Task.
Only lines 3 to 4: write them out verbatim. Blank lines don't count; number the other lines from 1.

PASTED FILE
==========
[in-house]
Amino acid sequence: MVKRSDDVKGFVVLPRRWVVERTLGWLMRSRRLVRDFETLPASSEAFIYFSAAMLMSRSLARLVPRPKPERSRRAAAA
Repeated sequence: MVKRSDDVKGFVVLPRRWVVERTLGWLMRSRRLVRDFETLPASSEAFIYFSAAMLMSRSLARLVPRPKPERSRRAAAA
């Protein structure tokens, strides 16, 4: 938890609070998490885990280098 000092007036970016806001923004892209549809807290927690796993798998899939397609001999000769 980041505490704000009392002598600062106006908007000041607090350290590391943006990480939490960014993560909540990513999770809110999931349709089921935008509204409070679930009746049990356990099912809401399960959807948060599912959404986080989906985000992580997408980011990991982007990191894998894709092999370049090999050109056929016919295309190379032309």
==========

Repeated sequence: MVKRSDDVKGFVVLPRRWVVERTLGWLMRSRRLVRDFETLPASSEAFIYFSAAMLMSRSLARLVPRPKPERSRRAAAA
């Protein structure tokens, strides 16, 4: 938890609070998490885990280098 000092007036970016806001923004892209549809807290927690796993798998899939397609001999000769 980041505490704000009392002598600062106006908007000041607090350290590391943006990480939490960014993560909540990513999770809110999931349709089921935008509204409070679930009746049990356990099912809401399960959807948060599912959404986080989906985000992580997408980011990991982007990191894998894709092999370049090999050109056929016919295309190379032309």